The lack of military leadership at Delhi was a serious problem for the rebels. In the British army a sepoy was unable to rise to a rank that involved commanding more than about 100 men. There was no-one at Delhi capable of organizing and coordinating the huge rebel army, with the result that they were unable to dislodge a much smaller British force that had assembled on a ridge outside the city. Eventually a much larger British column arrived and Delhi’s fate was sealed. Not without themselves suffering heavy casualties, the British eventually stormed the Kashmiri Gate, entered the city, looted what they could find and massacred the remnants of the rebel army in revenge for the atrocities committed by the sepoys. The famous Red Fort was largely destroyed. A plan to flatten Delhi completely was seriously considered, but eventually rejected. What remained however was a City of the Dead – that’s the title of Chapter 11.

Zafar was eventually captured but in contrast to most of the rest of his family and members of his court, was not summarily executed but exiled to Rangoon where he died in obscurity just five years later.

This book is vividly written with a extraordinary eye for detail as well as a sense of the grand sweep of the history. It must be difficult to combine the large and small scale like that. Although it’s well written it’s not always easy to read. The graphic descriptions of indiscriminate slaughter by both sides made me very uncomfortable, as did the obvious racism of many British officials and army officers revealed by the Mutiny Papers. But these are part of history, and we have to be made aware of them.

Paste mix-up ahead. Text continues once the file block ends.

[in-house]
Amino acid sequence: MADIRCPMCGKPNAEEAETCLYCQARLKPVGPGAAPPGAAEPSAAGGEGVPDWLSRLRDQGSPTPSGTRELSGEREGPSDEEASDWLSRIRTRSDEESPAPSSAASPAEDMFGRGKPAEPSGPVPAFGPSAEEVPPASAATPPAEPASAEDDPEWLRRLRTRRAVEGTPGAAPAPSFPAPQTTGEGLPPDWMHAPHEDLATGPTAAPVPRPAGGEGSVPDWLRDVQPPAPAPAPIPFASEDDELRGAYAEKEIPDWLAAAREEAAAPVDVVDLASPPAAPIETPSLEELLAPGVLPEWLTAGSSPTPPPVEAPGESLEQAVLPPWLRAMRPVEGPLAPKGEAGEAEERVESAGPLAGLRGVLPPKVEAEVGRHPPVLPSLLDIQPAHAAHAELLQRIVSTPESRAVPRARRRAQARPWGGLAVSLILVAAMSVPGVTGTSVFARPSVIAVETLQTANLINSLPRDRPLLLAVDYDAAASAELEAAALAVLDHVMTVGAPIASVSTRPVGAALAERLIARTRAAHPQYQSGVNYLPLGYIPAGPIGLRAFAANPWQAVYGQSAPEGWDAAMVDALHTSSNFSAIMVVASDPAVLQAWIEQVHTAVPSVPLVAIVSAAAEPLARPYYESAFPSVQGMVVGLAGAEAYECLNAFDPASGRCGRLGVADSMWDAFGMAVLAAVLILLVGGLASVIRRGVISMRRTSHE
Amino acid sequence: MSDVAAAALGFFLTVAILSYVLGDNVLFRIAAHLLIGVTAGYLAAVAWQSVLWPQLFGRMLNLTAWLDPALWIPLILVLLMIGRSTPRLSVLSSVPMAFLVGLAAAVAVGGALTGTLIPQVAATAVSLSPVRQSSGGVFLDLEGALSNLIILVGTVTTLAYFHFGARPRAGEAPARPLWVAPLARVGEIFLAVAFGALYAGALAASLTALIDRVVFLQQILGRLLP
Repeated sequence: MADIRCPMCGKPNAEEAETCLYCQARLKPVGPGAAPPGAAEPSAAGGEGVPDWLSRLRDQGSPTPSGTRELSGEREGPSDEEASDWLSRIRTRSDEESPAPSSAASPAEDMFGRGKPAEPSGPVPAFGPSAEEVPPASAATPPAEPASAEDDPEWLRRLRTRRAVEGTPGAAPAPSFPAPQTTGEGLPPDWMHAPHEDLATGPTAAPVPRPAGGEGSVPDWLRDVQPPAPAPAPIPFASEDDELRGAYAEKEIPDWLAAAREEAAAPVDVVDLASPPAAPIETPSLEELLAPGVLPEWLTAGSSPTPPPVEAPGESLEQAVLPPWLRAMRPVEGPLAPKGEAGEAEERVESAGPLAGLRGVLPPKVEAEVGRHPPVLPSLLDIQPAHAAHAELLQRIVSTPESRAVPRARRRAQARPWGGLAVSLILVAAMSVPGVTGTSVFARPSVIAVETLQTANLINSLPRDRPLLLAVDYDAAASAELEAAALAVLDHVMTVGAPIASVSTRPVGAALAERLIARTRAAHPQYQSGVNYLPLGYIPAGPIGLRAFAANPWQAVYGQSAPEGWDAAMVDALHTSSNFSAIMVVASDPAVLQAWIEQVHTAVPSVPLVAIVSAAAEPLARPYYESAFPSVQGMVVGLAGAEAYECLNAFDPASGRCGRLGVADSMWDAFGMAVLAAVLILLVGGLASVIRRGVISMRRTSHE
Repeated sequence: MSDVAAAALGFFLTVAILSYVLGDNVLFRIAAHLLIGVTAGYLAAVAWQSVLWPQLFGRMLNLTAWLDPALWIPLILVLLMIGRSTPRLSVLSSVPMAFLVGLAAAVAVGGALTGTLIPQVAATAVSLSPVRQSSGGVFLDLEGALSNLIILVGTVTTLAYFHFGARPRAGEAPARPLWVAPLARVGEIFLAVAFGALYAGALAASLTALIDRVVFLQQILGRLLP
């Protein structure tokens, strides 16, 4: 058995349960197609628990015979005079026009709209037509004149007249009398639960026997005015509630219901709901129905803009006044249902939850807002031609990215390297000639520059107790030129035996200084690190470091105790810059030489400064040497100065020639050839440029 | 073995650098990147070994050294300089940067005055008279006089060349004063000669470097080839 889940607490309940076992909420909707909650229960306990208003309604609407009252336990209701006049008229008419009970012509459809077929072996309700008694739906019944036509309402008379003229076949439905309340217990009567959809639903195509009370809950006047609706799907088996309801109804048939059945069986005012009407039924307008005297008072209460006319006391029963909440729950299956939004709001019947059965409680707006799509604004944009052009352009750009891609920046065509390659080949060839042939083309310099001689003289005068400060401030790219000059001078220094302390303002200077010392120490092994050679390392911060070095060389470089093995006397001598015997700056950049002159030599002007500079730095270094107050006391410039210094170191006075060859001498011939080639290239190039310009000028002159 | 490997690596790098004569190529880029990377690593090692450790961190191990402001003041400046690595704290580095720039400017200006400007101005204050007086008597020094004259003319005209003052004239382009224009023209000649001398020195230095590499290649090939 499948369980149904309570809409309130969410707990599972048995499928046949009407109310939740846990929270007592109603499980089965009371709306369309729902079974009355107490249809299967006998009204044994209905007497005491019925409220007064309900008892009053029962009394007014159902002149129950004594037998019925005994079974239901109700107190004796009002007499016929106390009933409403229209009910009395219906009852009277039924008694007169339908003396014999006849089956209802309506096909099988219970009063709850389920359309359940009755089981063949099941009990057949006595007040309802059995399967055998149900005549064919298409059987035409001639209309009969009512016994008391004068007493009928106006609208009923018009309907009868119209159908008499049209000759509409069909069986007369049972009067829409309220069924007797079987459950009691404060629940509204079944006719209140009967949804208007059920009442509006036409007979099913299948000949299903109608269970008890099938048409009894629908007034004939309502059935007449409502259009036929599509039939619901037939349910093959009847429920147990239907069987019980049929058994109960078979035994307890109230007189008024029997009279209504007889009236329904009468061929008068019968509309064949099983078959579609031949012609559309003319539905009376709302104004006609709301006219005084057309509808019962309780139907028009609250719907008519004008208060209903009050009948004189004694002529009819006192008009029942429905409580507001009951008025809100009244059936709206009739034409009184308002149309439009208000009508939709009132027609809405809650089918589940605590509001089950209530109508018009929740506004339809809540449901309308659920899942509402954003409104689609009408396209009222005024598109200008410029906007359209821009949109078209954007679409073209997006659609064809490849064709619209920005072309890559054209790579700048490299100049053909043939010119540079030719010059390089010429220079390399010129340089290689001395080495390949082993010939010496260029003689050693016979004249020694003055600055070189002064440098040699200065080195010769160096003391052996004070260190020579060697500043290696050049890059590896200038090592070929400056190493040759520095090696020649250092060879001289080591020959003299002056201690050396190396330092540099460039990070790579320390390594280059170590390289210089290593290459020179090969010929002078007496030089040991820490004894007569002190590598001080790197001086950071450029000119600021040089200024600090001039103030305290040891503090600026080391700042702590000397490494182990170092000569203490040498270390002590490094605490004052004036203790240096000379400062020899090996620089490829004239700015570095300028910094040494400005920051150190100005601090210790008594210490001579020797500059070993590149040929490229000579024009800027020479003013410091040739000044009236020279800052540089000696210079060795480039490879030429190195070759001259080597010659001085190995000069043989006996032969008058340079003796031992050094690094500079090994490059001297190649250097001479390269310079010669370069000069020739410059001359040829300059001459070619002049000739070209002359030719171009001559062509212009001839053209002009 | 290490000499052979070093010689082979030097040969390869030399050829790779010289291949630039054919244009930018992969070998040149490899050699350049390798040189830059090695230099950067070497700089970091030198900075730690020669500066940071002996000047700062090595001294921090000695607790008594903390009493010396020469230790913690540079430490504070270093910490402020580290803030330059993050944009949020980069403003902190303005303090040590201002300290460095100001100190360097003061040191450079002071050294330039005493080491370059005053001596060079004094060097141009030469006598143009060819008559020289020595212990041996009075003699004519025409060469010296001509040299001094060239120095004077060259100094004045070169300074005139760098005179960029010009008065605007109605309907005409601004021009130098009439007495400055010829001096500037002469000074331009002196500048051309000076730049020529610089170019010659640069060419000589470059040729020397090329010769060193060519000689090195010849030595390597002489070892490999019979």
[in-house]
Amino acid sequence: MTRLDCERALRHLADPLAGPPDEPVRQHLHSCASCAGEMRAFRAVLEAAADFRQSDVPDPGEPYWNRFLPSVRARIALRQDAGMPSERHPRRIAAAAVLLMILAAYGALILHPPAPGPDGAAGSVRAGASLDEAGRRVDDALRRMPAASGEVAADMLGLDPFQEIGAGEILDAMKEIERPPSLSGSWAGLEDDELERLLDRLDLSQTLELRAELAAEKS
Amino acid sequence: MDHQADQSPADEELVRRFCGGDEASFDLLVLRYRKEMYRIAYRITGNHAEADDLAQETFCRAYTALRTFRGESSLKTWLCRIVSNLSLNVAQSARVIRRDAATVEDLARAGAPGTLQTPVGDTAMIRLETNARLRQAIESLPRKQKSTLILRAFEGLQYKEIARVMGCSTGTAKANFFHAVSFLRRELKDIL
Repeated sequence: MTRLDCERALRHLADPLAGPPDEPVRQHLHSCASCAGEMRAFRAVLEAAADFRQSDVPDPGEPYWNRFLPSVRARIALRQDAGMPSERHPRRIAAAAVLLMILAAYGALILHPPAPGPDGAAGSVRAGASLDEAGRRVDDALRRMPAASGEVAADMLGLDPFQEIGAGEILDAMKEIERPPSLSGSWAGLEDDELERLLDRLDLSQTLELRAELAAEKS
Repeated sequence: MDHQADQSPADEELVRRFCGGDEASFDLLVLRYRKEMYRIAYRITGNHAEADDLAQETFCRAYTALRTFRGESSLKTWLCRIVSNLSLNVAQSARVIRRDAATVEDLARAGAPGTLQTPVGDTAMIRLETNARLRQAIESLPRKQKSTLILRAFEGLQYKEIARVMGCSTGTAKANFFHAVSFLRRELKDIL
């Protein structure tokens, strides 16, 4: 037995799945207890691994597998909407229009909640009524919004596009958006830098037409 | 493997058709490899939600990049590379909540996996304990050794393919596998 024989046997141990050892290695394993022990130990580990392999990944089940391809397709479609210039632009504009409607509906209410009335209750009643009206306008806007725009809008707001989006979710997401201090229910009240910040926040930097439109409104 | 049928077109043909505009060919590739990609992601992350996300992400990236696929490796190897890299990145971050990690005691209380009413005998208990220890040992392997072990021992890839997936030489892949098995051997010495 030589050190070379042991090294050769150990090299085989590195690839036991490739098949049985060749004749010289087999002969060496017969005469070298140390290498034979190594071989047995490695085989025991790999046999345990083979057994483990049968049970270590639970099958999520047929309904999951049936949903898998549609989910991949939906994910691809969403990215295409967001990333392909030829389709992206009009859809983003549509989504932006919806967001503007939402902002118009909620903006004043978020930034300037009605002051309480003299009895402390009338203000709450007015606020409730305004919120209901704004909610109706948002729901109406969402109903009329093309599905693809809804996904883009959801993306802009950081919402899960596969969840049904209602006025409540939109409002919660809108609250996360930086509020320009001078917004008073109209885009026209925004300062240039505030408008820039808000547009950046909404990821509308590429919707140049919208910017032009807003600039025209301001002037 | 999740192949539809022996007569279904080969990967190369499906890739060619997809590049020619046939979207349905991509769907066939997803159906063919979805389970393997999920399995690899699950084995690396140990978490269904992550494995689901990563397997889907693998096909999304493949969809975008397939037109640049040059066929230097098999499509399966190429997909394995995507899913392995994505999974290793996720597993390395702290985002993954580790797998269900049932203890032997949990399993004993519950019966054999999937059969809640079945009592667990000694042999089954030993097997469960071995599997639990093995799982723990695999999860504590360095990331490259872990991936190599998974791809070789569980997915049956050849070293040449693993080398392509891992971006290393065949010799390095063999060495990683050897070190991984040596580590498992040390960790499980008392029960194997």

Zafar was of course Muslim, but a significant majority – almost two-thirds – of the sepoys who took part in the rebellion were Hindus. It’s interesting that both factions seem to have been content to rally around the Mughal banner. At his “trial” the British authorities in the form of prosecutor Major Harriott tried to argue that Zafar was the leader of a global Muslim conspiracy.

Here’s another quote:

The Uprising in fact showed every sign of being initiated by upper-caste Hindu sepoys reacting against specifically grievances perceived as a threat to their faith and dharma.; it then spread rapidly through the country, attracting a fractured and diffuse collection of other groups alienated by aggressively insensitive and brutal British policies. Among these were the Mughal court and the many Muslim individuals who made their way to Delhi and fought as civilian jihadis united against the kafir enemy. Yet Harriott’s bigoted and Islamophobic argument oversimplified this complex picture down to an easily comprehensible, if quite fictional, global Muslim conspiracy with an appealingly visible and captive hate figure at its centre, towards whom righteous vengeance could now be directed.

The Last Mughal, pp. 439-40

I won’t dwell on the obvious and important lesson about how bigotry and intolerance feed extremism, as the one lesson one can learn from studying history is that nobody ever learns the most obvious and important lesson.